I have just finished reading Change of Heart by Jodi Picoult. This came from a recommendation from a friend who I have not received many book pushes from previously (except How to be a Woman – Caitlin Moran, which is now my own personal gospel).
When I think of books by Picoult, I have only read one previously, I think of films with soft lighting followed by chocolate and girls crying. I may be wrong but ‘emo’ seems to be her preferred format and by gosh she must do it well! I was not aware how many books she has written in the past. Following this last read I may need to put her on my ‘go to’ holiday reading list! I would call that a guilty pleasure list but I am trying to avoid that phrase. After all, if you enjoy something why should it be deemed ‘guilty’?
So, down to the book itself. It centres a round a double murder, the murder trial, the conviction of the murderer and the sentence being execution. The catch here is that the sister of the murdered girl is in need of a heart and the inmate wants to give away his to save her life. Written like that I don’t think the story sounds as compelling as it is. Written in a format that focuses on 4 character perspectives (a priest, laywer, inmate and victim’s mother) you get to see different perspectives of those involved as the story unfolds and throughout the book you can make your own judgement on the situation.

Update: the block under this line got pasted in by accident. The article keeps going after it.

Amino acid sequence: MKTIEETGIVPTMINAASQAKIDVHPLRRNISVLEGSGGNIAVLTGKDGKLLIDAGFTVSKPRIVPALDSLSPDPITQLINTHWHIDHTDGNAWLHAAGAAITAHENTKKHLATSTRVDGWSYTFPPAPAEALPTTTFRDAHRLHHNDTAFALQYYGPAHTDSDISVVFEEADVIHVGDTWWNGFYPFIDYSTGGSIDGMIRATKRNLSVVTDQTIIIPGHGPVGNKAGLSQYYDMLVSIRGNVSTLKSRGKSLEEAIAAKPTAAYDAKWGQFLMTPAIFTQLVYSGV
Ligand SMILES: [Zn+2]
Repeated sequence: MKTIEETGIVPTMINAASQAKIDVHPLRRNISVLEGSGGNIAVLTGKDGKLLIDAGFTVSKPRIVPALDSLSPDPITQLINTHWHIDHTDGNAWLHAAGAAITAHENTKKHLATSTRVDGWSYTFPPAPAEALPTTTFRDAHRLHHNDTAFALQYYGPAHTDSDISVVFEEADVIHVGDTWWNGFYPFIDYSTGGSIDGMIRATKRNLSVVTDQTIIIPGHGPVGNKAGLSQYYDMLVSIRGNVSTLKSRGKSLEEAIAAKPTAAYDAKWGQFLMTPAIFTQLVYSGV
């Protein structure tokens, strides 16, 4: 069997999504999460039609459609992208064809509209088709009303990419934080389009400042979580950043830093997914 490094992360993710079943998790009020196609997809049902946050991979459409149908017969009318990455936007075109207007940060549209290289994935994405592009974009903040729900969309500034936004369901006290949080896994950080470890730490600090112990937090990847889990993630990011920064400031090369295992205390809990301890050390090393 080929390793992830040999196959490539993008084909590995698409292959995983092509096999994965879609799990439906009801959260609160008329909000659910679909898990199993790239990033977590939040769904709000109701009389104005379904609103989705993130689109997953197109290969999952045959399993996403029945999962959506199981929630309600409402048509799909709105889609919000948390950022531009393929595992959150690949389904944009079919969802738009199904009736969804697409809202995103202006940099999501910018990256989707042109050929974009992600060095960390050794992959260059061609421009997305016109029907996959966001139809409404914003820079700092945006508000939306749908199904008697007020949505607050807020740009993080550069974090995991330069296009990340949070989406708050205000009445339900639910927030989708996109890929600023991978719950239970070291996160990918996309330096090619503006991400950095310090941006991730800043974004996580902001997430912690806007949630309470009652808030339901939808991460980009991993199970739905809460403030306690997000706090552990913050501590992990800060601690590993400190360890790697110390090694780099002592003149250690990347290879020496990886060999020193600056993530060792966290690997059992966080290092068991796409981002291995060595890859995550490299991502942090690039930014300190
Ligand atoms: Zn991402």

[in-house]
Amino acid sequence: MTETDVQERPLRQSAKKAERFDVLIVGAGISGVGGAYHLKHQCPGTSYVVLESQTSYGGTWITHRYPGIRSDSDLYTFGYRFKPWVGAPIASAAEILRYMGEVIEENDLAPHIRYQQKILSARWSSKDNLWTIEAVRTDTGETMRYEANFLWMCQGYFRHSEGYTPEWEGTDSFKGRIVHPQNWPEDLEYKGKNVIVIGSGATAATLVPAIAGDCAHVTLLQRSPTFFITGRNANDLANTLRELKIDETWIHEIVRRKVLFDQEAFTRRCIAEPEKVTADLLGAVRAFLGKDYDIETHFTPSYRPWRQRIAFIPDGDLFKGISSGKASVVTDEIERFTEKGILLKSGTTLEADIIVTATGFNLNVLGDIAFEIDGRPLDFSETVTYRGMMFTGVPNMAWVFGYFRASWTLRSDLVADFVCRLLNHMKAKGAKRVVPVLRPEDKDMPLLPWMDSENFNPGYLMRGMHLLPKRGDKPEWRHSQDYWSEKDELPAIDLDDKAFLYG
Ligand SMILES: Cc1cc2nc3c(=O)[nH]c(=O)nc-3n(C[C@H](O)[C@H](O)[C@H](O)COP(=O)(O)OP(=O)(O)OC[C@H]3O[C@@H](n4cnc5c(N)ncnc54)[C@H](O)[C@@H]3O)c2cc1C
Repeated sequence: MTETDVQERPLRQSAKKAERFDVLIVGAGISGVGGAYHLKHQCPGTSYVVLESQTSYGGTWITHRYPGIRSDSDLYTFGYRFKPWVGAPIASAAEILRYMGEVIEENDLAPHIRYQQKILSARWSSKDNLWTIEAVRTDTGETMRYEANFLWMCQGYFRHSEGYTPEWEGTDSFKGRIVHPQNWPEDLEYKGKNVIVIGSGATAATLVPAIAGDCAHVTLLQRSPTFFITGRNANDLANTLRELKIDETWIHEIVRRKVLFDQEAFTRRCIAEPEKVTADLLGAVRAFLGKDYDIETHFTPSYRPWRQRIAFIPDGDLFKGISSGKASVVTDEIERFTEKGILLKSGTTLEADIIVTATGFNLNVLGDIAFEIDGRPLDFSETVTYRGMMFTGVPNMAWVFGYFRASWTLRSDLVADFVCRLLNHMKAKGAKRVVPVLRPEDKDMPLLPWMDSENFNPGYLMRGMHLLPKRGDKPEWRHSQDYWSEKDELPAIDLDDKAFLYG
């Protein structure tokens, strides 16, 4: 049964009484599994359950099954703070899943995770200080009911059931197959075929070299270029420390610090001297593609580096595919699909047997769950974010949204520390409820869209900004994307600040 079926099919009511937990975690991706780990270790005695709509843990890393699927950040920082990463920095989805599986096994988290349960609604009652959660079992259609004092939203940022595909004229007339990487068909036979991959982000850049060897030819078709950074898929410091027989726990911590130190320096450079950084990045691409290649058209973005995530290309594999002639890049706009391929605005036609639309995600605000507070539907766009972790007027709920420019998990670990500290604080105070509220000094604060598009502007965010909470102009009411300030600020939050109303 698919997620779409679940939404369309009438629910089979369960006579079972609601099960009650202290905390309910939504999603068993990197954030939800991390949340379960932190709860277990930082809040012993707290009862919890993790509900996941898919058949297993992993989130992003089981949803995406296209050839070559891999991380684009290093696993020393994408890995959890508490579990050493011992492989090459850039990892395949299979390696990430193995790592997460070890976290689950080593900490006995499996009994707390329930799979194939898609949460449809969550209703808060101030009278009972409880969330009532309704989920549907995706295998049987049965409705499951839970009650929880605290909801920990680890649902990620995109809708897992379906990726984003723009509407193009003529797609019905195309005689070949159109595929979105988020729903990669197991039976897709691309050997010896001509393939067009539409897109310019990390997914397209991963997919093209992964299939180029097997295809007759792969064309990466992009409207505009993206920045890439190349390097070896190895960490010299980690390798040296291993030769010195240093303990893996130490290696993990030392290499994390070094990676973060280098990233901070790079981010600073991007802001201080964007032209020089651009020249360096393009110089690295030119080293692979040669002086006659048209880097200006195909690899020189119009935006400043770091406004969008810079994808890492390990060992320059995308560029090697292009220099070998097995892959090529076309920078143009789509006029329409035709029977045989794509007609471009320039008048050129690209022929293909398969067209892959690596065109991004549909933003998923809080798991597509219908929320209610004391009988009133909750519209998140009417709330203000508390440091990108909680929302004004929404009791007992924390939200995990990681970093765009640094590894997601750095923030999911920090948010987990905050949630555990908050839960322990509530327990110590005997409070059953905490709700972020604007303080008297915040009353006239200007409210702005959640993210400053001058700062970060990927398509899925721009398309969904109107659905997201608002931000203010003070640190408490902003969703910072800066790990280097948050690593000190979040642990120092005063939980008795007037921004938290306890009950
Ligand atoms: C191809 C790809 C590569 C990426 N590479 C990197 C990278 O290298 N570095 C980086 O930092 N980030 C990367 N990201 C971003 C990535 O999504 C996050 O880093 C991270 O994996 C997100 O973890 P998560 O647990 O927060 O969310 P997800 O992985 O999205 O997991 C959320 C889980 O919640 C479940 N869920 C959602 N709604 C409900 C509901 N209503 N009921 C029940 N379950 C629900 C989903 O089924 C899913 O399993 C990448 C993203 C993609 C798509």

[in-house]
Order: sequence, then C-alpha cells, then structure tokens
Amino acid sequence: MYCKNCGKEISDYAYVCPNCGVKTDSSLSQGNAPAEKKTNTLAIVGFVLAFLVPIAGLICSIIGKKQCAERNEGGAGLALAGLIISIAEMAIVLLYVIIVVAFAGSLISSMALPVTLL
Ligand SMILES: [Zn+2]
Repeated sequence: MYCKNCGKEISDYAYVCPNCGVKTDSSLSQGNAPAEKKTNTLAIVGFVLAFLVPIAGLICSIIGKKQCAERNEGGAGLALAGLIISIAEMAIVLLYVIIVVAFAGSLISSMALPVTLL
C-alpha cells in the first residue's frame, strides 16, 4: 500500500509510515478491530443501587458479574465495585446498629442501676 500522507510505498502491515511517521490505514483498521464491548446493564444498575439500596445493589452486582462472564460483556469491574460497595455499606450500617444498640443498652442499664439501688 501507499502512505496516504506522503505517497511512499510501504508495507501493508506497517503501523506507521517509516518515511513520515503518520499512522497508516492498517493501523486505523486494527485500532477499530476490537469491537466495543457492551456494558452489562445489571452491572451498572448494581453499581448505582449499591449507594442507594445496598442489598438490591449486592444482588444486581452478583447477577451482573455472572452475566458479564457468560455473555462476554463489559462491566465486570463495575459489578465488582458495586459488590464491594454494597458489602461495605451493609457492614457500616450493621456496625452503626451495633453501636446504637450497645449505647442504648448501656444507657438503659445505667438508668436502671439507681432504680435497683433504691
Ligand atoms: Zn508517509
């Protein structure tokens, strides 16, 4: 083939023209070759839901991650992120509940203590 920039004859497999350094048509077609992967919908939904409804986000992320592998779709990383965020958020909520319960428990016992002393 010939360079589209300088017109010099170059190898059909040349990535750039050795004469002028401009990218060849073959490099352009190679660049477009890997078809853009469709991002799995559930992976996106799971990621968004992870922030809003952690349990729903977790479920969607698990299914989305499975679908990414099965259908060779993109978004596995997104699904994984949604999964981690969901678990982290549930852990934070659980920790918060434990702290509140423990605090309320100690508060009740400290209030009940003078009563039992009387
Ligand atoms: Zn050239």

The theological side of the text, from the perspective of the priest, as well as how the lawyer can use this to justify changing the form of execution, is fascinating. I cannot imagine how much research was required to be able to write about such a large topic with that level of knowledge – both in terms of law and religion!
It does raise some points in regards to the death penalty in the US that certainly do make you think and not just in the sense of a one-sided argument. Maggie, the lawyer, is like me –very much against the ruling that anyone could be convicted of such a penalty. What is interesting is that it is broached that this is a stance easy to take when you have not had someone taken from you in such a heinous and destructive manner. The questions being; Wouldn’t we all want some kind of justice? and If a ‘life for a life’ really does equate to justice?
This book didn’t especially pull at my heart strings and at one point I did not believe the inmate to be lacking in formal education and struggling with learning disabilities as he was portrayed initially. Despite this I was fully interested in the book and feel like I have consumed it at a rate of knots.
That was the tenth novel I have read this year so far and I am really struggling for what to read now. There will always be far too much choice…